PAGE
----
A growing number of technology suppliers are offering cloud-based software for automation, control, and instrumentation applications. It remains the responsibility of end users to decide where automation software should reside. Should they “own” the software in a traditional sense, or does software-as-a-service (SaaS) or platform-as-a-service (PaaS) make more sense for particular applications?
Automation systems are now asked to do more in an environment where flexibility and agility in plant operations are critical. Industry 4.0 is driving demand for “intelligent” production. Its focus is smart objects, autonomous products, and improved decision-making processes using new technologies from the information technology (IT) domain.
With the rise of connectivity in the industrial enterprise, it is essential to avoid situations where a company’s intellectual property (IP) and critical infrastructure could be made public. The nature of modern control platforms, and facilities themselves, adds to this concern. The industrial automation sector introduced Modbus in 1979 and Ethernet by the early 1990s. These standards simplified communications but opened the door to potential bad behaviour.
Industrial manufacturers have been slow in adopting robust security due to the requirements for reliability, stability, longevity, and tight budgets. Many industrial control systems (ICSs) run for 30 or more years with minimal hardware or software changes. The use of Ethernet, in various mediums, for plant networks have the potential to expose automation systems in any location-whether in the cloud or on-site-to unauthorized access. (On-site architectures also are frequently called on-premises or on-prem for short.)
Rise of cloud computing
Recently, there has been a significant change in the control and automation landscape due to trends associated with the Industrial Internet of Things (IIoT) and the continued improvement of existing technologies, such as mobile, wireless, cloud, and cybersecurity.
Cloud computing has emerged as an accepted computing paradigm in areas such as banking and enterprise systems worldwide. These systems rely on concentrating critical processes behind robust physical security, continuously managed firewalls, intrusion detection, and encryption. They use defence-in-depth strategies to protect IP. Cloud-based industrial solutions have generally been limited to higher automation hierarchy levels, such as enterprise management.
Significant benefits associated with cloud computing include:
- The availability of standardized development and test/simulation environments cuts costs for setting up and configuring the infrastructure.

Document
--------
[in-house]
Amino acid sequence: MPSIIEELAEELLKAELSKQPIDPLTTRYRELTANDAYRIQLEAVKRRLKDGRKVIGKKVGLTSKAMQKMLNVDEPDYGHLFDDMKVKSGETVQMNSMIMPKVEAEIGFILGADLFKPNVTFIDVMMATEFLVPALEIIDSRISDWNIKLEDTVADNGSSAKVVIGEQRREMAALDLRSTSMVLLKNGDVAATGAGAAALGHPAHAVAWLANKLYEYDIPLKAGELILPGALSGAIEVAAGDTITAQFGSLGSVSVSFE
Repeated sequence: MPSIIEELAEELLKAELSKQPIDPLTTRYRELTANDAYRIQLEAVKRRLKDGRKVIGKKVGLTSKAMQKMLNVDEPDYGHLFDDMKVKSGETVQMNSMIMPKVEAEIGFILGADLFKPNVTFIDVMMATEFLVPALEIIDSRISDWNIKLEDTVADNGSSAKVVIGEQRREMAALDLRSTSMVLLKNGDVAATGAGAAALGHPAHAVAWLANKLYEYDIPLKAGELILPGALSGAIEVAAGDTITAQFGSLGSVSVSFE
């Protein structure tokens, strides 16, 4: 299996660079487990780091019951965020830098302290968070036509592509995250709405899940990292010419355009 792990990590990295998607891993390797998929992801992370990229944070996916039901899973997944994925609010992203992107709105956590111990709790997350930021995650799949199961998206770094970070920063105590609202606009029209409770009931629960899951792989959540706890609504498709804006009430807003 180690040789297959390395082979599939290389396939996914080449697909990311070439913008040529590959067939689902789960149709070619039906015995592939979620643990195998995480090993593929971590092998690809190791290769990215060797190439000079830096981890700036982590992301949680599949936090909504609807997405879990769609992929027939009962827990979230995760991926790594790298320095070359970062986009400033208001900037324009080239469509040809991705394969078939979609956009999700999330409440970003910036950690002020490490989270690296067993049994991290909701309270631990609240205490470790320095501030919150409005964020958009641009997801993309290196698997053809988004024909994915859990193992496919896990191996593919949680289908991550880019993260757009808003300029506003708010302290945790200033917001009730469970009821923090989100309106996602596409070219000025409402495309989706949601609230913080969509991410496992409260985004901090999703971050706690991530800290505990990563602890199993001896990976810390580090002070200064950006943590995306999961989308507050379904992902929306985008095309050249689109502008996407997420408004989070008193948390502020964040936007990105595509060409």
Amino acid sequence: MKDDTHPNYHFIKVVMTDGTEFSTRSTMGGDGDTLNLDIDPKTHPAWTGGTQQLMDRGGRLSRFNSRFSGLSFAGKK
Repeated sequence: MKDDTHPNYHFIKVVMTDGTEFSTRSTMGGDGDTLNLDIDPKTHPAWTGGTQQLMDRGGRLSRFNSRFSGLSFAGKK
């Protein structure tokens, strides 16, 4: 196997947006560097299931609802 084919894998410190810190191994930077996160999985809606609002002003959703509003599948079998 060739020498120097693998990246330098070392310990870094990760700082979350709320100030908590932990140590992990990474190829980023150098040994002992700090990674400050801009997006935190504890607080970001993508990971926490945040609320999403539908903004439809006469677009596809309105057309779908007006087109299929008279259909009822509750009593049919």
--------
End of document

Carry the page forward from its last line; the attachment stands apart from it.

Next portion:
- The flexible use of distributed engineering resources permits multi-project and multi-user configuration, independent of location.
- The freedom to focus on core competencies in running the assets while reducing on-site physical footprint, hardware, software and maintenance.
- Expertise is available to keep the system up to date and apply the right cybersecurity solutions to keep it safe and protect intellectual property.
- A demand-oriented pricing model reduces investment costs to the actual use.
Growth of Saas, PaaS services
SaaS is a software distribution model in which the developer hosts applications and makes them available to customers over the internet. Incorporating SaaS in the process control world means adding data collection, integration, and distribution capabilities beyond the limits of most existing in-house systems.
SaaS can expand access to plant data, which supports real-time monitoring of processes. It also delivers Big Data needed to drive predictive maintenance programs. It enables facility-wide or enterprise-wide visibility of real-time key performance indicators (KPIs) and dashboards, focusing on what’s essential and otherwise leverage the value of new or existing supervisory control and data acquisition (SCADA) investments.
When properly implemented, SaaS can mean significant cost savings over the traditional approach of software ownership. This cloud service model offers minimized hardware and software setup costs even as it delivers redundancy and high availability, which allows maintenance on running applications. End users are freed from managing and controlling the underlying IT infrastructure. Security, networking, computing, and all software licenses are packaged into a monthly or annual fee, eliminating or significantly reducing capital expenditures (CapEx). Instead, there is a one-time cost to access any desired services. Organizations pay for what they use and often have the flexibility to add or delete services as needed.